Issue: Court case regarding the Calico Mountains Complex roundup.
Update: Judge Friedman denies injunction request.
On December 23, 2009 US District Judge Paul Friedman issued an opinion in which he denied plaintiffs In Defense of Animals and Craig Downer the injunctive relief that they had sought to stop the roundup of horses in the Calico Mountains Complex.
In his opinion Friedman wrote, "Preliminary injunctive relief is 'an extraordinary remedy that may only be awarded upon a clear showing that the plaintiff is entitled to such relief.'"
Relief is dependant upon several conditions, one being than an agency is breaking the law and another being that failure of the court to act would result in irreparable injury (often referred to as "irreparable harm.")
Friedman indicated that the plaintiffs had failed to show that BLM's gather plan proposed by BLM departs from the removal procedure mandated by 16 U.S.C. § 1333(b)(2) of the Wild Free-Roaming Horses and Burros Act. Friedman wrote, "Issuance of an injunction at this stage might lead to substantial growth in the already overpopulated herds residing in the Complex. When the merits of the case are as yet uncertain, it would be imprudent to grant the plaintiffs’ relief that would produce such perverse results."
He further wrote, "“Plaintiffs seeking preliminary relief MUST demonstrate that irreparable injury is likely in the absence of an injunction. And the D.C. Circuit has set a high standard for irreparable injury. The injury must be both certain and great; it must be actual and not theoretical. Furthermore, the injury must be of such imminence that there is a clear and present need for equitable relief. The possibility that adequate compensatory or other corrective relief will be available at a later date, in the ordinary course of litigation, weighs heavily against a claim of irreparable harm.” [Editor's note: Numerous legal citations were removed from this paragraph in order to facilitate easier reading.]
In other words, the irreparable injury has to be substantial and actual, and it has to be of a nature that it could not be corrected later if the Court ruled against the defendants.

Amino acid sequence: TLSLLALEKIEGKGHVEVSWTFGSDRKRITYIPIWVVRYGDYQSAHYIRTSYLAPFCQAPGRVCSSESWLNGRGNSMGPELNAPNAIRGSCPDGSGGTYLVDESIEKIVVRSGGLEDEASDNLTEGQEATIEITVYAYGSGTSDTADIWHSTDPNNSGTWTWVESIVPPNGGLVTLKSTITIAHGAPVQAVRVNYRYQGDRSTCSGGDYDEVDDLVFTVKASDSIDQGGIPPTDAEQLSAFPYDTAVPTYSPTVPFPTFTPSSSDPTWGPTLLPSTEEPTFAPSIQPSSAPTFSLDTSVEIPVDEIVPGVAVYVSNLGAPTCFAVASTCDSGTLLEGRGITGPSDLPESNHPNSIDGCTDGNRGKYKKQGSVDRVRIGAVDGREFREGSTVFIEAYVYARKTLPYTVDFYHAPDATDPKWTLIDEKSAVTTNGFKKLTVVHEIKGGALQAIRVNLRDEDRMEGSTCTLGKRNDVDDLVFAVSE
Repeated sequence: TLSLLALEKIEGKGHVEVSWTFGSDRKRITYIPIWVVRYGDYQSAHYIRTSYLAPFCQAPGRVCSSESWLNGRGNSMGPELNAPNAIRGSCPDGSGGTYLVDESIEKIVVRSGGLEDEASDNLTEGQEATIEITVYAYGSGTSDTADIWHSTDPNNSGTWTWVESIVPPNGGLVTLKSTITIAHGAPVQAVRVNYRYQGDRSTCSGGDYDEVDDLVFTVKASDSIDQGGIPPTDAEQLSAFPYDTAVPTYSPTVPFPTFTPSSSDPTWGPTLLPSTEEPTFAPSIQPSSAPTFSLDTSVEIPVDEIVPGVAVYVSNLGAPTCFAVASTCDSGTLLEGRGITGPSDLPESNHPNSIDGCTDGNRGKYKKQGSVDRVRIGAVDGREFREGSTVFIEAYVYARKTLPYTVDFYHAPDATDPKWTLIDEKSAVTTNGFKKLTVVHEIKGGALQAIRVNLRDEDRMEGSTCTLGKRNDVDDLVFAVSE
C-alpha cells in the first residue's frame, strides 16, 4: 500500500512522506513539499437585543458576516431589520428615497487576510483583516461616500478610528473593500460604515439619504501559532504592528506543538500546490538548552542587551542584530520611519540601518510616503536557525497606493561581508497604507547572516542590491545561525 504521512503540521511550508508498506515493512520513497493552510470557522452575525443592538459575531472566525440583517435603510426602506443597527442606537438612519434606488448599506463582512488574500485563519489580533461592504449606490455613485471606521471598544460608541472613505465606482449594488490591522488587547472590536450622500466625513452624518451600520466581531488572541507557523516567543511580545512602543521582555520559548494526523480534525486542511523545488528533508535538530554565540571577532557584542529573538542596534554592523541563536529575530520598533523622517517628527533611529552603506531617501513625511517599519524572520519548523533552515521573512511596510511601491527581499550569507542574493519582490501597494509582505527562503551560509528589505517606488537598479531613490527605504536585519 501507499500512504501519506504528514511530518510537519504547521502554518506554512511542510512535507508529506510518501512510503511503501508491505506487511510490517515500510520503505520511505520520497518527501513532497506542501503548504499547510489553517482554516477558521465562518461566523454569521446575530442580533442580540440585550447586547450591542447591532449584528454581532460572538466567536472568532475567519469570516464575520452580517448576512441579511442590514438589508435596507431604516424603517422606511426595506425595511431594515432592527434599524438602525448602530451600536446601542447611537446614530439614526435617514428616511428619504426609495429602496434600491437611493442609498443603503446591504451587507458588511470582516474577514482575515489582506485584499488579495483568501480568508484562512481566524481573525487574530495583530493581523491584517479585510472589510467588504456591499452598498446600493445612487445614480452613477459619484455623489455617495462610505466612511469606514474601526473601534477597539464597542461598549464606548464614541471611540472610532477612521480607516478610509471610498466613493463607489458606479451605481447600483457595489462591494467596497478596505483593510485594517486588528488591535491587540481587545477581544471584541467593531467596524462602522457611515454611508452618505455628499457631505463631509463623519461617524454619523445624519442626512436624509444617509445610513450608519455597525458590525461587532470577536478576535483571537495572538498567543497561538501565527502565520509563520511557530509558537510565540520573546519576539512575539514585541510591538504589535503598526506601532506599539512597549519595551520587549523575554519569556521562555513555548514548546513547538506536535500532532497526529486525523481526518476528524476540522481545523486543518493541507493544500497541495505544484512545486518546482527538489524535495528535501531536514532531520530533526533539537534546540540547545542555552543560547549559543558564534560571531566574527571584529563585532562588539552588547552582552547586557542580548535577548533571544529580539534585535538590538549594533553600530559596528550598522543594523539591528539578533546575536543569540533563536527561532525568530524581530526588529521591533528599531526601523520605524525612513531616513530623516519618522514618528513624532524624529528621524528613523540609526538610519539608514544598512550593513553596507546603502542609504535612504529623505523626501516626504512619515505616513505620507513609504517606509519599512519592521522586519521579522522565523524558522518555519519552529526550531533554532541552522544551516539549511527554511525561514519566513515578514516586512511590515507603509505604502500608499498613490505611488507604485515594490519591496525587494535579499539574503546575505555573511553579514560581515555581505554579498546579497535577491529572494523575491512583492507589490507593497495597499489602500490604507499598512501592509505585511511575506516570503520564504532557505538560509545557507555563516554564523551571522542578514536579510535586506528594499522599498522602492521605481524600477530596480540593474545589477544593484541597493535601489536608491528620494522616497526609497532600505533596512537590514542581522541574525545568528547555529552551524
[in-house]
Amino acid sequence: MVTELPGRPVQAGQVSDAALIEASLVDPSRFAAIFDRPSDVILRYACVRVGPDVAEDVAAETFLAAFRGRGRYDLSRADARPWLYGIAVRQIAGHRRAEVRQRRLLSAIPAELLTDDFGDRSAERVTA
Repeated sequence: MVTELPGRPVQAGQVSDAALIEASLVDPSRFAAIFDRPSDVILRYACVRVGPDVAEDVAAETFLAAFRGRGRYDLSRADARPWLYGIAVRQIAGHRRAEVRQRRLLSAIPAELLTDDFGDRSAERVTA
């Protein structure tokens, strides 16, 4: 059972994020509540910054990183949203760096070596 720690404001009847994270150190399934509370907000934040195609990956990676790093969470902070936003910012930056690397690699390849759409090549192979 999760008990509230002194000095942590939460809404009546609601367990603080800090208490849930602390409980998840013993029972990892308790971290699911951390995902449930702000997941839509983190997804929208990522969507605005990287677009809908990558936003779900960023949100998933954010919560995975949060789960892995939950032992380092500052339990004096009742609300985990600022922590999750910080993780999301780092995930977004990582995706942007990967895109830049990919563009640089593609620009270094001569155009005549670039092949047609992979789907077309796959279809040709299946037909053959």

Judge Friedman ruled that a reduction of horses available for viewing did not constitute irreparable injury, drawing a distinction in how courts viewed reductions as opposed to total removals. No reference to genetic viability appeared in the opinion so it appears that such an argument may not have been presented.
IDA had also raised a second claim that addressed the issue of long term holding.
Friedman wrote that this second claim, an argument that BLM was not given authority under the law to keep excess horses in long term holding, has a much greater chance of success. However in light of a lack of opportunity for BLM to fully respond to that claim and the plaintiffs' failure to establish imminent irreparable injury, and citing harms to interested parties and the public interest that would result from issuance of preliminary injunctive relief, Judge Friedman declined to issue an injunction based on that claim "at this time."
Judge Friedman further wrote, "BLM estimates that the proposed gather will last approximately fifty to sixty days. EA at 1. Presumably, at the end of that period, the agency will have to make firm decisions regarding the transport of some excess horses for long-term holding. The Court would be receptive to an effort by the parties to resolve some of the many outstanding questions in this matter on an expedited basis, or to agree upon an expedited briefing schedule for dispositive motions, before that sixty day period has concluded."
In other words, it would be approximately two months before the rounded up horses are actually distributed and during that time the court would receive arguments with respect to the disposition of the gathered horses.
It should be noted that an interesting footnote appeared in the court's opinion that referenced the ROAM act.
10 It is also possible that Congress soon may enact a more nuanced solution to this problem than this Court can offer. Under a bill already passed by the House and now under consideration in the Senate, the Wild Horse Act would be amended to expressly permit the relocation of horses to new areas of the public lands. See H.R. 1018, 111th Cong. § 5(b)(1) (2009). The bill would also prevent BLM from confining horses “in corrals or short-term holding facilities for more than 6 months.” Id. § 5(d).
[Citation: IDA, et al v. Salazar, DCD Courts]
(A link to an Examiner On-Line story on this subject will be added as soon as the story posts to the web.)